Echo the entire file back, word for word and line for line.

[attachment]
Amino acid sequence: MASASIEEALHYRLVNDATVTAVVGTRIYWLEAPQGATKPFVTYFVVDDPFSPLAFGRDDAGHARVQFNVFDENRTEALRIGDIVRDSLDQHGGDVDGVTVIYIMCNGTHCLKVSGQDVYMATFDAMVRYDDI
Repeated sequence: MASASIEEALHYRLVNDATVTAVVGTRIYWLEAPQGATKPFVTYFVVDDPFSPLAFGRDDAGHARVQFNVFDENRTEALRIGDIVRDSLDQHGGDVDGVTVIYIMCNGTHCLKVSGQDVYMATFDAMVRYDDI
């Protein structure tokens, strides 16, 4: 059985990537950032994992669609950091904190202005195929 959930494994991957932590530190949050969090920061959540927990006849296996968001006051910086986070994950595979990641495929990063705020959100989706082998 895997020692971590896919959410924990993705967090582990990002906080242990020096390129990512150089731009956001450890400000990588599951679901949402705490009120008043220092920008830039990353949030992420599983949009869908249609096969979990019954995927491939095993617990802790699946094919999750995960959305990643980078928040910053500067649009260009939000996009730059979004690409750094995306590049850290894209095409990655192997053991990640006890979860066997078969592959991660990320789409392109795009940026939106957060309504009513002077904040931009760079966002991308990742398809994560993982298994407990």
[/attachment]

Amino acid sequence: MASASIEEALHYRLVNDATVTAVVGTRIYWLEAPQGATKPFVTYFVVDDPFSPLAFGRDDAGHARVQFNVFDENRTEALRIGDIVRDSLDQHGGDVDGVTVIYIMCNGTHCLKVSGQDVYMATFDAMVRYDDI
Repeated sequence: MASASIEEALHYRLVNDATVTAVVGTRIYWLEAPQGATKPFVTYFVVDDPFSPLAFGRDDAGHARVQFNVFDENRTEALRIGDIVRDSLDQHGGDVDGVTVIYIMCNGTHCLKVSGQDVYMATFDAMVRYDDI
């Protein structure tokens, strides 16, 4: 059985990537950032994992669609950091904190202005195929 959930494994991957932590530190949050969090920061959540927990006849296996968001006051910086986070994950595979990641495929990063705020959100989706082998 895997020692971590896919959410924990993705967090582990990002906080242990020096390129990512150089731009956001450890400000990588599951679901949402705490009120008043220092920008830039990353949030992420599983949009869908249609096969979990019954995927491939095993617990802790699946094919999750995960959305990643980078928040910053500067649009260009939000996009730059979004690409750094995306590049850290894209095409990655192997053991990640006890979860066997078969592959991660990320789409392109795009940026939106957060309504009513002077904040931009760079966002991308990742398809994560993982298994407990």